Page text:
In this commentary, Leanna Lee shares the financial and health-related pros and cons of her experiences as a disabled digital nomad.
This commentary is part of the Voices of Disability Economic Justice Project, a partnership with TCF’s Disability Economic Justice Collaborative. Voices of Disability Economic Justice showcases disabled writers’ first-person perspectives on the economic issues that matter most to them.
As a chronically ill, freelance digital nomad, I’m very aware that being able to live and work anywhere is a big privilege. But the things I love most about being a nomad—freedom and flexibility—can be a double-edged sword.
I’ve lived with anxiety, depression, post-traumatic stress disorder (PTSD), and complex-PTSD for most of my life. In 2013, I realized being a freelancer would make managing chronic illness easier because I could dictate my own schedule and work life. When COVID hit, I found myself getting restless and struggling to maintain my health and energy. My partner and I finally decided to give nomadism a try in late 2021 to see if a change of pace and country would help.
Now it’s hard to imagine living any other way, though there are pros and cons to this lifestyle.
Being a digital nomad requires the ability, freedom, and desire to move. In some ways, being disabled and a digital nomad seem directly opposed, but they both focus on the same end goal: finding ways to live well.
Digital nomadism is a form of geoarbitrage, the practice of living in lower-cost areas to increase quality of life. It’s infinitely flexible because it allows you to tailor your lifestyle to the accommodations, locations, and travel style you prefer. As a nomad, I can choose to live in big cities or the middle of nowhere. Rather than being bound by costs of living or housing prices in my home state, I use homestay rental platforms to pick affordable accommodations.
My partner and I often need very specific things in a home: a second bedroom for my insomnia, multiple workspaces, nearby amenities, and access to outdoor space. We couldn’t afford the monthly rent that having these features would normally cost, but by picking our destinations carefully and staying a few months at a time, they become more accessible.
We also save crucial time and energy on bills. High-speed Internet and other utilities are generally included in our housing costs wherever we go. We only take what we can carry and always have a furnished home to go to, which is a big financial and mental load taken off of us. And by picking a country, region, or town with a lower cost of living, we also buy into a slower-paced lifestyle—often with better views.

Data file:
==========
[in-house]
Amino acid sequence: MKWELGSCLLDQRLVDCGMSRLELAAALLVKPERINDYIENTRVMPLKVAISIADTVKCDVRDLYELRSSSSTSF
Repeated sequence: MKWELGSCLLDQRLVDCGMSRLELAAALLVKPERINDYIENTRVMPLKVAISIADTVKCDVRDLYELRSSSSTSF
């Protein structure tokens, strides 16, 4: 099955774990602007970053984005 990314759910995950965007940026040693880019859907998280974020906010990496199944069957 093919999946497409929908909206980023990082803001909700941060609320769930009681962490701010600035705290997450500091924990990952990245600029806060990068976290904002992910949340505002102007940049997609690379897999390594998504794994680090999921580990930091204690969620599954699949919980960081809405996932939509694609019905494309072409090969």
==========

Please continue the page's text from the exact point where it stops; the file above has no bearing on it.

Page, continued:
But as someone with conditions often triggered by stress, uncertainty, and financial issues, the nomad life also poses certain challenges.
Starting over each time does bring expenses. We may live in furnished homes or hostels with all bills included, but there are still hidden expenses we have to swallow at each location. Grocery staples like flour, spices, and cleaning supplies aren’t always provided and we often find ourselves filling these gaps, only to leave them behind when we move on. We’ve collected plug adaptors, extension cords, and random odds and ends. The weight—and cost—add up.
Another huge disadvantage can be the lack of access to health care. When I’m abroad, health care is readily available and cheaper than in the United States. But there is still a limit to the therapies, medications, and resources I can use to manage my conditions, such as cannabis. Some countries and states still ban it, while others require a medical card or have limits around amount, type, and how you can travel with it.
But back in the United States, I often have to choose between staying in higher-cost areas so I can see health care providers and cheaper locations farther from my care support network. For example, therapy restrictions in the United States mean my access to the therapist I’ve worked with for seven years is completely cut off once I leave my home state.
Living as a disabled digital nomad can feel contradictory at times—a tug of war between different aspects of quality of life. Do I choose more affordable housing and better surroundings or steady access to comprehensive health care? They both have a significant impact on my health.
As difficult as these choices may be, I still find that being a disabled digital nomad feels natural. People with chronic illnesses and freelancers already live on the fringes of society, so in many ways, it’s simply an extension of the life I already know.